The Pentagon’s Push to Program Soldiers’ Brains

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From The Atlantic: “DARPA has dreamed for decades of merging human beings and machines. Some years ago, when the prospect of mind-controlled weapons became a public-relations liability for the agency, officials resorted to characteristic ingenuity. They recast the stated purpose of their neurotechnology research to focus ostensibly on the narrow goal of healing injury and curing illness. The work wasn’t about weaponry or warfare, agency officials claimed. It was about therapy and health care. Who could object? But even if this claim were true, such changes would have extensive ethical, social, and metaphysical implications. Within decades, neurotechnology could cause social disruption on a scale that would make smartphones and the internet look like gentle ripples on the pond of history. […]

…DARPA’s work to repair damaged bodies was merely a marker on a road to somewhere else. The agency has always had a larger mission, and in a 2015 presentation, one program manager—a Silicon Valley recruit—described that mission: to ‘free the mind from the limitations of even healthy bodies.’ What the agency learns from healing makes way for enhancement. The mission is to make human beings something other than what we are, with powers beyond the ones we’re born with and beyond the ones we can organically attain. […]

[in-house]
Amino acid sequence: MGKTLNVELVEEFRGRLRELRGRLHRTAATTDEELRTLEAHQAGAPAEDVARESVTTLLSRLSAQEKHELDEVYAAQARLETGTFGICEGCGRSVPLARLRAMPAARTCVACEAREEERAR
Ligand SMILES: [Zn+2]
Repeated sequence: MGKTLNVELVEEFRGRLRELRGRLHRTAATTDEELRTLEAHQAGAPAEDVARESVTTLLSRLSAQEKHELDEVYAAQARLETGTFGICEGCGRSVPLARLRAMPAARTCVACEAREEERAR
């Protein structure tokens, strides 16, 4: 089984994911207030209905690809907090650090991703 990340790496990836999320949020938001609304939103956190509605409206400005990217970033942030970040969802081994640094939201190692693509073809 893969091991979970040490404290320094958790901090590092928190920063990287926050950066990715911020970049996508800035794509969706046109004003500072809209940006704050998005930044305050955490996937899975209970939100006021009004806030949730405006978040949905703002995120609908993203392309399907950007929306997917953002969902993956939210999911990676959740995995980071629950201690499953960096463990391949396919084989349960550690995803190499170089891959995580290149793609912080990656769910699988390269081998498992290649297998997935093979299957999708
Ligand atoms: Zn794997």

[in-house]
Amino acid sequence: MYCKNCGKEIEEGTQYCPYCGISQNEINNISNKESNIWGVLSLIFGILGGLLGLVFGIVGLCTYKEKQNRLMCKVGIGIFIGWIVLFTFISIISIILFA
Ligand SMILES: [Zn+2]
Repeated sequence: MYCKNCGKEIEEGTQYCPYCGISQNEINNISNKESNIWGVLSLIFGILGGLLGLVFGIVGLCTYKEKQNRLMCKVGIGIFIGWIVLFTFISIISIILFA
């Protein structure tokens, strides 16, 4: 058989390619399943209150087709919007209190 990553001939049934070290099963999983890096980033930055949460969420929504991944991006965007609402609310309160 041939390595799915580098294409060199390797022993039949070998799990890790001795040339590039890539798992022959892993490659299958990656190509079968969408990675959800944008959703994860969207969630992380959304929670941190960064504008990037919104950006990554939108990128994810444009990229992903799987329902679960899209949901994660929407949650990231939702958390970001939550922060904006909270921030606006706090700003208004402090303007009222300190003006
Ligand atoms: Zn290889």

Weber and a DARPA spokesperson related some of the questions the researchers asked in their ethics discussion: Who will decide how this technology gets used? Would a superior be able to force subordinates to use it? Will genetic tests be able to determine how responsive someone would be to targeted neuroplasticity training? Would such tests be voluntary or mandatory? Could the results of such tests lead to discrimination in school admissions or employment? What if the technology affects moral or emotional cognition—our ability to tell right from wrong or to control our own behavior? […]

I started to say that publishing this research would not prevent its being misused. But the terms use and misuse overlook a bigger issue at the core of any meaningful neurotechnology-ethics discussion. Will an enhanced human being—a human being possessing a neural interface with a computer—still be human, as people have experienced humanity through all of time? Or will such a person be a different sort of creature?”

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